SAN FRANCISCO —
Tea Journey first came to mind in September 2010 during an invigorating panel discussion on the bright future of specialty tea – it was one of those rare light-bulb moments in life.
Animated, boisterous and collegial, the five panelists were introduced as the Mavericks of Tea. They were as different as different can be – yet each spoke passionately of their love for tea, describing how the beverage had whet their taste for adventure and yielded riches from the ventures they had founded.
I discovered the economics of specialty tea following the disastrous puer bubble. Previously, I had written about tea as a grocery item in Natural Food magazine, and the Certified Organic Food Directory that I had founded. Later I learned about tea as a retail beverage, while editing Specialty Coffee Retailer, a trade magazine for professional coffee retailers. In 2009 I had penned The Placid Path to Profits, one of several cover stories I wrote on the emerging tea retail segment.
But it was the Mavericks who revealed the essential role that storytelling plays in the selection and enjoyment of fine tea.
The discussion lasted an hour and a half. By then my head raced with visions of exotic lands, exquisite teas and the semblance of a magazine that could tap the enormous reservoir of tea knowledge in the tea lands for tea drinkers in the west.
Jesse Jacobs, founder of the Samovar Tea Lounge, hosted a video recording session. As a successful entrepreneur from the tech community, he had established trend-setting tea lifestyle lounges that were popular with folks like the Dalai Lama. Jesse had been featured in Forbes for the millions he grossed while earning a rank among Inc. Magazine’s 500 fastest growing companies.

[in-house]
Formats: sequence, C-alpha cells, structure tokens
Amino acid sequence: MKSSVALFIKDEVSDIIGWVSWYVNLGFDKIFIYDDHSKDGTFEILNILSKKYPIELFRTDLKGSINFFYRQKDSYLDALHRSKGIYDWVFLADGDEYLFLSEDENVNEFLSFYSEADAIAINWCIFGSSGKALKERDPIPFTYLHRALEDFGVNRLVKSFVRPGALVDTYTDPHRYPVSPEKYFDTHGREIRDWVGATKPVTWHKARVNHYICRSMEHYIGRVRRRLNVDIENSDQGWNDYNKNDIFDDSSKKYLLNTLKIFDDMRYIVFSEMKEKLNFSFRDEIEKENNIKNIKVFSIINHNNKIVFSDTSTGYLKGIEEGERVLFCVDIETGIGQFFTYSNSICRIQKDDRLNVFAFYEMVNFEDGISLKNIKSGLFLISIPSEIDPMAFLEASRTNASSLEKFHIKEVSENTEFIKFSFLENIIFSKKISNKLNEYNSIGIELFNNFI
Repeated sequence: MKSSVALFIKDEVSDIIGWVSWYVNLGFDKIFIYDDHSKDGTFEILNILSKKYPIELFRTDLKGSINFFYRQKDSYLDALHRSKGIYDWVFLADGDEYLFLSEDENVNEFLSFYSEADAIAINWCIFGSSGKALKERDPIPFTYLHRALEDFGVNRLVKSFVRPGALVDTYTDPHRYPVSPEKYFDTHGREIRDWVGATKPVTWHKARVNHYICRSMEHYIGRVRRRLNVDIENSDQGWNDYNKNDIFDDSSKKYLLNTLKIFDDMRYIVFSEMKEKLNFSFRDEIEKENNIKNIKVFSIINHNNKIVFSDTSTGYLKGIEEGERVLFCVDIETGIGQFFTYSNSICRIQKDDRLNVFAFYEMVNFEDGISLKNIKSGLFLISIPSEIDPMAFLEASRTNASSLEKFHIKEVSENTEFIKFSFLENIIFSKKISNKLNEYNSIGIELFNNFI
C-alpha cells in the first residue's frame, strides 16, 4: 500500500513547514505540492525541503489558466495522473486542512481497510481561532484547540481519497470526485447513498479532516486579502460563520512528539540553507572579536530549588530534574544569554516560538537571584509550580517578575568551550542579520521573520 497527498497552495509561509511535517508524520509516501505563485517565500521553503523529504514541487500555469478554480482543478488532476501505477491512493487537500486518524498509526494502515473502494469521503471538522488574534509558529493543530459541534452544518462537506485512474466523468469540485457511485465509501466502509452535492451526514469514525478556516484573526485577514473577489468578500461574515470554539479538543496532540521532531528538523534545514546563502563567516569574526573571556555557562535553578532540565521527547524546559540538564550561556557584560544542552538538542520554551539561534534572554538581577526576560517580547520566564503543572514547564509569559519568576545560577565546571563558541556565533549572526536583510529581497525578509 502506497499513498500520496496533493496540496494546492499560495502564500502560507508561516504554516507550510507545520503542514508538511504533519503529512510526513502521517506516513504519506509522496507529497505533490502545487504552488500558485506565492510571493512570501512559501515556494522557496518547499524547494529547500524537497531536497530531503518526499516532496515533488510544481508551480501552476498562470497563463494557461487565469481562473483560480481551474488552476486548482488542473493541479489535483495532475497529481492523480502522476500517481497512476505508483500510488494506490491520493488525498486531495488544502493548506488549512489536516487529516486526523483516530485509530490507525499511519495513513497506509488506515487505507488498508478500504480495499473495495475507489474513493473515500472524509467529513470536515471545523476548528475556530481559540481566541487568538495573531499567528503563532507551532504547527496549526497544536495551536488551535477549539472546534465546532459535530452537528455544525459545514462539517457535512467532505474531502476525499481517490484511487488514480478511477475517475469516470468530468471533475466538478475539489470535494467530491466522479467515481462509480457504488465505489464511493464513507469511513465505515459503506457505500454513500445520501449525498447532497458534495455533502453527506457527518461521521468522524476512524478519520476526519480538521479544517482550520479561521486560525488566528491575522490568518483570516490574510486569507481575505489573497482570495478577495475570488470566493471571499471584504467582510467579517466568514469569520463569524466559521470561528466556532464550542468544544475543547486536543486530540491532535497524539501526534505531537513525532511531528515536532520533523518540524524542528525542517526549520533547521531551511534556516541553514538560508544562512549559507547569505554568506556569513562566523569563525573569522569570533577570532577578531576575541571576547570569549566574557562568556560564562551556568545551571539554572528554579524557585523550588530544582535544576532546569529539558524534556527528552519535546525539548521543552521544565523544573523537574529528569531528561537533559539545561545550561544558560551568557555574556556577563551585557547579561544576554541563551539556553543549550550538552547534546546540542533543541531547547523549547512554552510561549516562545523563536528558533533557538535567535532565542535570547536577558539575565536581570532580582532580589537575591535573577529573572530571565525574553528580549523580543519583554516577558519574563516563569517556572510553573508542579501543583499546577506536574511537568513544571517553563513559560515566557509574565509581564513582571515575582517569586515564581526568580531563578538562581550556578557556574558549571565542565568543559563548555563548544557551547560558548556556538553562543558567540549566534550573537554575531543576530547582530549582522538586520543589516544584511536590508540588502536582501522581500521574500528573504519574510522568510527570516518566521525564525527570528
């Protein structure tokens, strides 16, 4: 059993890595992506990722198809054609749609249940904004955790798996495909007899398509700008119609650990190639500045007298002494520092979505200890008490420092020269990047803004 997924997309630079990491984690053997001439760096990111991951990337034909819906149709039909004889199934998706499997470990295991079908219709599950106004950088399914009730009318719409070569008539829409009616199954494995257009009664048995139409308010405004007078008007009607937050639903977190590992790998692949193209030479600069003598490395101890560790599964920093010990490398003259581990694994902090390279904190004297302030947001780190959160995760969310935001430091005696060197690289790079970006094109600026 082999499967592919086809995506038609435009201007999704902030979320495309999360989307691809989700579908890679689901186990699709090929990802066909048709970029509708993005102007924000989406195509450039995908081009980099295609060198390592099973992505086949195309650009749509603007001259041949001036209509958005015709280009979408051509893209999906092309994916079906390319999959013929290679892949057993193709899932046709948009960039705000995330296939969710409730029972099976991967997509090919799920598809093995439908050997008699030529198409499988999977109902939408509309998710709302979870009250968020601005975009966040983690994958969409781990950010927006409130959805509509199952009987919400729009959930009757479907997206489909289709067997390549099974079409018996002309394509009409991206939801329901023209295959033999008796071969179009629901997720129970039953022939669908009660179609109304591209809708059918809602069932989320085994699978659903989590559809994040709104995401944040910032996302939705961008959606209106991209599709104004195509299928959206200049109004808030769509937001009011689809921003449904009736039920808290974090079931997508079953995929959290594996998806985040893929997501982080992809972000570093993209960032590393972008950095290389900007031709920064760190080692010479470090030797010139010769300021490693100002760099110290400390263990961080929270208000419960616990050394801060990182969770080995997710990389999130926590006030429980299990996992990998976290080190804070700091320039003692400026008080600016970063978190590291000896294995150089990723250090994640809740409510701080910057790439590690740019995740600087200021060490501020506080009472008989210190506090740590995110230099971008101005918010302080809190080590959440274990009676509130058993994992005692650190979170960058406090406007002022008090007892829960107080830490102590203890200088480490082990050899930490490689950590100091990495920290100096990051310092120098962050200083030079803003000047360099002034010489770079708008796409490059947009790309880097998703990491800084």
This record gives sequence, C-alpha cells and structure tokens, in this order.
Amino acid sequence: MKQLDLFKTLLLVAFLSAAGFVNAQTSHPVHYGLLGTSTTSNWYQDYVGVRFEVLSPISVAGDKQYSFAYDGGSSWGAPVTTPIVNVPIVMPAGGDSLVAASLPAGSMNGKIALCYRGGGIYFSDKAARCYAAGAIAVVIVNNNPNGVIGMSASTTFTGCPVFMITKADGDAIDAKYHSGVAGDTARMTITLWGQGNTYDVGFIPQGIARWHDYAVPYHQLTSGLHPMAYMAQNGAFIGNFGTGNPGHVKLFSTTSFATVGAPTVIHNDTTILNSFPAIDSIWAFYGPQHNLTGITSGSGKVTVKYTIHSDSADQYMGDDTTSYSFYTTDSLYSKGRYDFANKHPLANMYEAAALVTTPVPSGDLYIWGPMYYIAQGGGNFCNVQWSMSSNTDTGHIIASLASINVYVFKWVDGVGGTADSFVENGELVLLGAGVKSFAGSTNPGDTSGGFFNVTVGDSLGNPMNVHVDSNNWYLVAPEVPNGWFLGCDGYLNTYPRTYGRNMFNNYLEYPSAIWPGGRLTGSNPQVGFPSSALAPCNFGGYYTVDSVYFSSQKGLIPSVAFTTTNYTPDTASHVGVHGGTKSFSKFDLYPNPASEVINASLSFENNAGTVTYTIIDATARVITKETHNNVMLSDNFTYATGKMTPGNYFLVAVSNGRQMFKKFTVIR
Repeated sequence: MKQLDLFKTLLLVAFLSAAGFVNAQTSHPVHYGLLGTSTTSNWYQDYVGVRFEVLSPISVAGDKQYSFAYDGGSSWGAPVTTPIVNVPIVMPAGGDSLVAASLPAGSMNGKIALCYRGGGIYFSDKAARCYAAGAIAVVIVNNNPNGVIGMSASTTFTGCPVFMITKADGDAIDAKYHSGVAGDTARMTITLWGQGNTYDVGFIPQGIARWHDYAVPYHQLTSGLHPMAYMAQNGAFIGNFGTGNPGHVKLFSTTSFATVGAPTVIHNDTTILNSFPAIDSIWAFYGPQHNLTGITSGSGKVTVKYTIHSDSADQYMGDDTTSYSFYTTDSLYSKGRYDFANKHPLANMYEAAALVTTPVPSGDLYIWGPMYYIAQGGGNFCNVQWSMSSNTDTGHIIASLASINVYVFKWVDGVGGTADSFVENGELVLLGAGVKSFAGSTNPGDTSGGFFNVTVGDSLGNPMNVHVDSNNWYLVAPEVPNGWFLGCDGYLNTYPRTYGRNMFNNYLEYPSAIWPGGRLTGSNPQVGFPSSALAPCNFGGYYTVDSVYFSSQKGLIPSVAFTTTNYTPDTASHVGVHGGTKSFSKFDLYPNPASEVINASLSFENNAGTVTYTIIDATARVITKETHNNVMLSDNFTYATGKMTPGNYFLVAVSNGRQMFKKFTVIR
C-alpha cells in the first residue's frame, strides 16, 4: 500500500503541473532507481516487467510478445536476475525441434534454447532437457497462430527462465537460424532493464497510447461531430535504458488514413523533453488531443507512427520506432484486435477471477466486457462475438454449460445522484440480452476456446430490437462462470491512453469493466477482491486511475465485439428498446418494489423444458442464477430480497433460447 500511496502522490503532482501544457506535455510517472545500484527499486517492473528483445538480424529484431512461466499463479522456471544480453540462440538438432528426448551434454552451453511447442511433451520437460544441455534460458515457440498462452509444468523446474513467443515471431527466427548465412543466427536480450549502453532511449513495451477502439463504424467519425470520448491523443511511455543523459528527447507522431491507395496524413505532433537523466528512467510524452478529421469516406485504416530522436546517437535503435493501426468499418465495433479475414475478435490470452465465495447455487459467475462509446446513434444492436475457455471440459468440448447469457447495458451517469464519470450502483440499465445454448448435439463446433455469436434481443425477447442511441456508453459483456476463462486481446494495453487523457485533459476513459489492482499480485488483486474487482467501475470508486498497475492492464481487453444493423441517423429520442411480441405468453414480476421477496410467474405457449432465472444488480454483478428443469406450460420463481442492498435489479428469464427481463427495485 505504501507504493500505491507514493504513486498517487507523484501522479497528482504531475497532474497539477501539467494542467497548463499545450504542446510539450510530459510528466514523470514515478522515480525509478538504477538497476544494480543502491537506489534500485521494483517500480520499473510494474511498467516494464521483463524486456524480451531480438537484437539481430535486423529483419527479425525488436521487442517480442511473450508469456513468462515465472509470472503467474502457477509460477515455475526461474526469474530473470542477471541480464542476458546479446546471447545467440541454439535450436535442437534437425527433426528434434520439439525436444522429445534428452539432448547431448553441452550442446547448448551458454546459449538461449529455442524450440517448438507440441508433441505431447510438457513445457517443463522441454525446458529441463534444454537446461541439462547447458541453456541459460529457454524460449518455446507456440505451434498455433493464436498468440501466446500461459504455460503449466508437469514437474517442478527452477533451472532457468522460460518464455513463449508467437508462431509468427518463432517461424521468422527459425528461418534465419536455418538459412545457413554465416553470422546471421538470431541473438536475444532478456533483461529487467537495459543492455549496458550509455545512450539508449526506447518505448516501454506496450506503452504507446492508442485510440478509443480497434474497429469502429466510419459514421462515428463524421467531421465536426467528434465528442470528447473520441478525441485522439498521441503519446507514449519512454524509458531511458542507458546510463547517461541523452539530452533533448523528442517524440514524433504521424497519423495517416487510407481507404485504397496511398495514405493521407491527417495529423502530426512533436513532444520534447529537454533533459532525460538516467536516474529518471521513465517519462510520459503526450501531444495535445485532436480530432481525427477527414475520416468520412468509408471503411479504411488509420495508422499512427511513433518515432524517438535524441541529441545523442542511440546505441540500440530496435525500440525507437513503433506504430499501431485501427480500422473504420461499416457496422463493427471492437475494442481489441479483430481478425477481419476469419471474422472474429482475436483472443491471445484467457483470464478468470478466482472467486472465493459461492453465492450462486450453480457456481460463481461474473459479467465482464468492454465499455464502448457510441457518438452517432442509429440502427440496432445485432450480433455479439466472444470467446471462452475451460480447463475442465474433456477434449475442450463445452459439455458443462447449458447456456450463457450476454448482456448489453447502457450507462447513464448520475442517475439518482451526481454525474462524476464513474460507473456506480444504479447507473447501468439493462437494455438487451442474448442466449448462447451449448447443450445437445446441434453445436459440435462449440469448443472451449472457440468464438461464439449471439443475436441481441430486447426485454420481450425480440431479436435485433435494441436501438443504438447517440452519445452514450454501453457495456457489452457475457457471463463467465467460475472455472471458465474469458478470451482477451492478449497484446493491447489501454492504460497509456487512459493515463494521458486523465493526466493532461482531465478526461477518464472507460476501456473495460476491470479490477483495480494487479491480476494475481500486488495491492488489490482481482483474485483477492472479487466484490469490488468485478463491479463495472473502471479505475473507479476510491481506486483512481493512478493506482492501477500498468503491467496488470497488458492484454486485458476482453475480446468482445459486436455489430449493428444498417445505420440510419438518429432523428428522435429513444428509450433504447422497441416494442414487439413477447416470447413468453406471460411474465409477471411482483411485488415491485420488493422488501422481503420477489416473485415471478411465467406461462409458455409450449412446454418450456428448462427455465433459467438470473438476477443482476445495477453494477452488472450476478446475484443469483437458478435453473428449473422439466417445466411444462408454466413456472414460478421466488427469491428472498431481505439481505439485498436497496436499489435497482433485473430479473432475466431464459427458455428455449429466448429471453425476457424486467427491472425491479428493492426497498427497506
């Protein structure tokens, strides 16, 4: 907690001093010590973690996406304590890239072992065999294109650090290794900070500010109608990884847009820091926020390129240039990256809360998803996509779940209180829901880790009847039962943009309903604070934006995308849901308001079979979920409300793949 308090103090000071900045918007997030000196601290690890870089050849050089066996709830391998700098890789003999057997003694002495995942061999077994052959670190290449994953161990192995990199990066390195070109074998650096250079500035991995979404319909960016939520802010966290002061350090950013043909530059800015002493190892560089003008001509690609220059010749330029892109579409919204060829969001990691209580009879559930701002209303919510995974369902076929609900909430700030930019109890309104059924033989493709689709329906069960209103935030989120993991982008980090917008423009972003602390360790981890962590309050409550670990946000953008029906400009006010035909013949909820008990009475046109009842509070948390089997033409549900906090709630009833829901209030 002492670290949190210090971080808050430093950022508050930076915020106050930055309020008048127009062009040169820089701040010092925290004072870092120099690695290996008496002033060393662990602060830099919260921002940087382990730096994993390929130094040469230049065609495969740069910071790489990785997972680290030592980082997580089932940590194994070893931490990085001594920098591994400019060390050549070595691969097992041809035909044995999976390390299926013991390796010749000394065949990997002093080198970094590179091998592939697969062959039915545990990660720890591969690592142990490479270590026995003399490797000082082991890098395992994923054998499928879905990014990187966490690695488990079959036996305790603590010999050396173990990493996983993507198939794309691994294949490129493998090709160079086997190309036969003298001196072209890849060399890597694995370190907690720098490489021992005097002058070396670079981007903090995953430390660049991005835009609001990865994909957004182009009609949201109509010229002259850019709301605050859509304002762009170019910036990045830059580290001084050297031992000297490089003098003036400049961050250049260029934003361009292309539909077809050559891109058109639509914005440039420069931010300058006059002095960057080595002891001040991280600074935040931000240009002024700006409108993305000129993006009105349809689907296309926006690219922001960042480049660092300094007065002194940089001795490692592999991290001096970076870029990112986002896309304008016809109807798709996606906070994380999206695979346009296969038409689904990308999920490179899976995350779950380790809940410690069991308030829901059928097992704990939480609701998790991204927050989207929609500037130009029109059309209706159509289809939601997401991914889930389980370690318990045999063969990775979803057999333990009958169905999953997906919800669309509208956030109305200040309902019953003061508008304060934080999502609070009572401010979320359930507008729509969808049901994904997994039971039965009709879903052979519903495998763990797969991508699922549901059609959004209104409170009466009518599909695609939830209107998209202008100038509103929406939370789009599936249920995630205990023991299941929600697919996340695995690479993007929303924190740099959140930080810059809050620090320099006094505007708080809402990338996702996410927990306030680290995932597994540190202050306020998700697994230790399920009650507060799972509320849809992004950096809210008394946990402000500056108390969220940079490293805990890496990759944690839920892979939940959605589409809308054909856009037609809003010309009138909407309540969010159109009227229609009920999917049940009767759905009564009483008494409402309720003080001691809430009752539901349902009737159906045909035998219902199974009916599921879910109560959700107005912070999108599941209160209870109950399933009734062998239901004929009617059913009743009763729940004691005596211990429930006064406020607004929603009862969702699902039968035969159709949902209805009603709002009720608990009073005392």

In those days I worked in the old Hearst Building at 3rd and Market in downtown San Francisco, just up the street from Jesse’s Yerba Buena Gardens location. The Samovar Tea Lounge seemed appropriately situated near a placid rooftop reflecting pond and fountain across the street from the bustling Moscone Convention Center. Meals were pricey but no one tossed you off the bench for loitering, and there was a big open space to catch some sun. Conversations flowed like the endless supply of tea from the spigot of the namesake samovar, a Russian urn that keeps the tea hot for hours.
Jesse explained that he had recently enjoyed tea “with some amazing guys, jointly responsible for making the tea market what it is today.” He had invited them to “share their experiences, insights, and their take on why tea is taking off.” He wanted me to cover the event.
Jesse was joined at the table by athletic Joshua Kaiser, co-founder of Rishi Tea and Ahmed Rahim, co-founder of Numi Tea in nearby Oakland. Kaiser and I once conducted an interview in snippets from mountain top to mountain top in Yunnan and whenever he was able to find an Internet connection. At night he would send 1,000 word explanations by phone. He was seated beside Kevin Rose, founder of DIGG and Revision3 (and later an advisor to Google Ventures). Kevin explained the fascinating relationship between tech and tea. Late-night code sessions, it seems, require an intense level of concentration similar to a monk reciting 2 a.m. prayers.
Tea retail pioneer David Lee Hoffman, founder of Silk Road Tea, was by then managing the Phoenix Collection of rare puer from his eccentric Marin citadel near Lagunitas — jokingly known as the “The Last Resort.” Jess was moderating but the legendary James Norwood Pratt, author of the Tea Lover’s Treasury in 1982, was the witty master of ceremonies. Pratt is revered for his breadth of knowledge and eloquent oratory on reasons to drink tea. He is one of the only three winners of the World Tea Lifetime Achievement Award.